Strangers are just friends I haven’t met. (Luis Gomez Photos)
From Candida Mannozzi. You can reach her atÂ candida[AT]borderstan.com.
Borderstan, since a few of my recent posts were a bit more critical of some of the behaviors Iâve observed in our âhood, I wanted to share this anecdote with you. I was recently all the wayÂ (!) out in West Falls Church, on my way to a conference at the U.S. Geological Survey (USGS), waiting to catch a connecting bus from the Metro station to get to the USGS.
Now, I am one of those lucky few who âcommutesâ to work on foot for less than 10 minutes, so I have no daily need for Metro, buses, cars or other means of transportation, be they public or private. This means I am one of those dinosaurs who does not own a SmartCard.
So here I was, a little before 8 a.m. at West Falls Church and I realized I did not have exact change for the connecting bus fare. In fact, I was one dollar short and had the typical $20 yuppie-stamp in my wallet. Of course, there was no vending machine, deli, coffee shop or anything similar available for me to break my $20. I walked up to the bus stop and asked the only lady standing there whether she could possibly break my bill. She didnât have enough to do that, but she offered me a single instead. She just gave it to me.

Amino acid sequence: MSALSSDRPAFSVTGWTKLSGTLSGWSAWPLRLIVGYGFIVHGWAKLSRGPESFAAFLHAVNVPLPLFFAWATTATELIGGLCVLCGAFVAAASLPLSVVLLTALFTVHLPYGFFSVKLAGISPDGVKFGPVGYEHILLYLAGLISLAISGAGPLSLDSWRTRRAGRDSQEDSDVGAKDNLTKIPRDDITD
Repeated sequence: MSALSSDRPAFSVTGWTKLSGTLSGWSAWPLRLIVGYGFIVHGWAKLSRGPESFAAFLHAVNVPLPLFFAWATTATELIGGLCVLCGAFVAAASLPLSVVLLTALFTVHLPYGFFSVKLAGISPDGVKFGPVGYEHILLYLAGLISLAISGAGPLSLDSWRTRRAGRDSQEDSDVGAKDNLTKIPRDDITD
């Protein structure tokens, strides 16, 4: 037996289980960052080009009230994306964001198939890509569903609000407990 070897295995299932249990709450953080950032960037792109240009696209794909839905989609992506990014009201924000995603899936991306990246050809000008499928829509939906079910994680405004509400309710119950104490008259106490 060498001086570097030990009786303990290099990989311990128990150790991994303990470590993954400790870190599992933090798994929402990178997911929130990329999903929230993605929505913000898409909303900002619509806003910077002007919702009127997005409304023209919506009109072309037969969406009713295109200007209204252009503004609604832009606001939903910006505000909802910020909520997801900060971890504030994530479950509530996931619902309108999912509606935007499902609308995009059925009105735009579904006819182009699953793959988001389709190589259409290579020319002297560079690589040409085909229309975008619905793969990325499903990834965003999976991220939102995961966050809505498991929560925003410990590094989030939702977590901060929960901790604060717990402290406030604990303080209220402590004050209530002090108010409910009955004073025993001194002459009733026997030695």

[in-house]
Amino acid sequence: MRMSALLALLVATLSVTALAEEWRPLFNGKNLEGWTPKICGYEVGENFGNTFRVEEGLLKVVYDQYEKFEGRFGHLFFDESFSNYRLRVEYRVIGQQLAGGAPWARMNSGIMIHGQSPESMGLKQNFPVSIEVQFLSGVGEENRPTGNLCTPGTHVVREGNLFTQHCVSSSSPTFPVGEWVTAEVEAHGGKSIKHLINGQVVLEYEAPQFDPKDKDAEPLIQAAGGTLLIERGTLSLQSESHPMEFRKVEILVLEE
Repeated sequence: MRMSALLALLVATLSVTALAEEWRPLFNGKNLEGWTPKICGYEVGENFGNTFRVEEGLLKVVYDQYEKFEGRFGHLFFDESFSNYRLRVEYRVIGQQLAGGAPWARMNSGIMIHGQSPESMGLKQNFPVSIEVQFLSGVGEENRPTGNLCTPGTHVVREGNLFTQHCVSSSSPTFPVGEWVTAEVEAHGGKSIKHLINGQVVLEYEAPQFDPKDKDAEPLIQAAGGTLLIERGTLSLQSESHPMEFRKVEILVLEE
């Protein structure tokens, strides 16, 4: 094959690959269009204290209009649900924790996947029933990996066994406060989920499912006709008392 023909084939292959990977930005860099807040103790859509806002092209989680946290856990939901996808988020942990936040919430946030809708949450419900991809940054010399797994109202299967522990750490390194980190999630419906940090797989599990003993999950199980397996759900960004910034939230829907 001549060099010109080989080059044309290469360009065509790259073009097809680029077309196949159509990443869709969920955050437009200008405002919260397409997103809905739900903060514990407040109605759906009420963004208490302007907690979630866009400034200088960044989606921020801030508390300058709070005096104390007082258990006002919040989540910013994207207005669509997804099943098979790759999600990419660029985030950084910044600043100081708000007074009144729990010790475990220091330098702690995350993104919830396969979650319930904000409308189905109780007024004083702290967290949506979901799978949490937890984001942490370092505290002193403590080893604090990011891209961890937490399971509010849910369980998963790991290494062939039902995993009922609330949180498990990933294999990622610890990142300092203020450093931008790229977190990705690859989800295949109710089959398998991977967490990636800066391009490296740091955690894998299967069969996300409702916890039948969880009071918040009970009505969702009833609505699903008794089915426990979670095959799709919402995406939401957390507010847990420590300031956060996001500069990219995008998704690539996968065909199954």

I was so grateful and also very embarrassed at not having prepared for this commute properly, being forced to ask a complete stranger for money! It reminded me of the many times Iâve passed people on the street, panhandling for change and not getting very far. Â And here I, on my first request, got the help I needed and a pleasant exchange in the bargain. Â Our ensuing chat, as we waited for the bus, revealed that weâd both grown up in the same mountain range in the Alps, just on different sides of it: she in Austria, I in Italy.
My one âconsolationâ for being unprepared was to remember that Iâve done my share of good turns to total strangers (one of these developed into a friendship with a painter from Barcelona, whom I helped as she was trying to negotiate the ticket machines in the Dupont Circle Metro station). So perhaps my turn had come to be assisted, as I had done for others in the past.
All moralizing or conjecture aside, Borderstan, I wish all of us occasions in which to receive the kindness of strangers. May we also get some opportunities to practice that kindness on others. Happy Spring!
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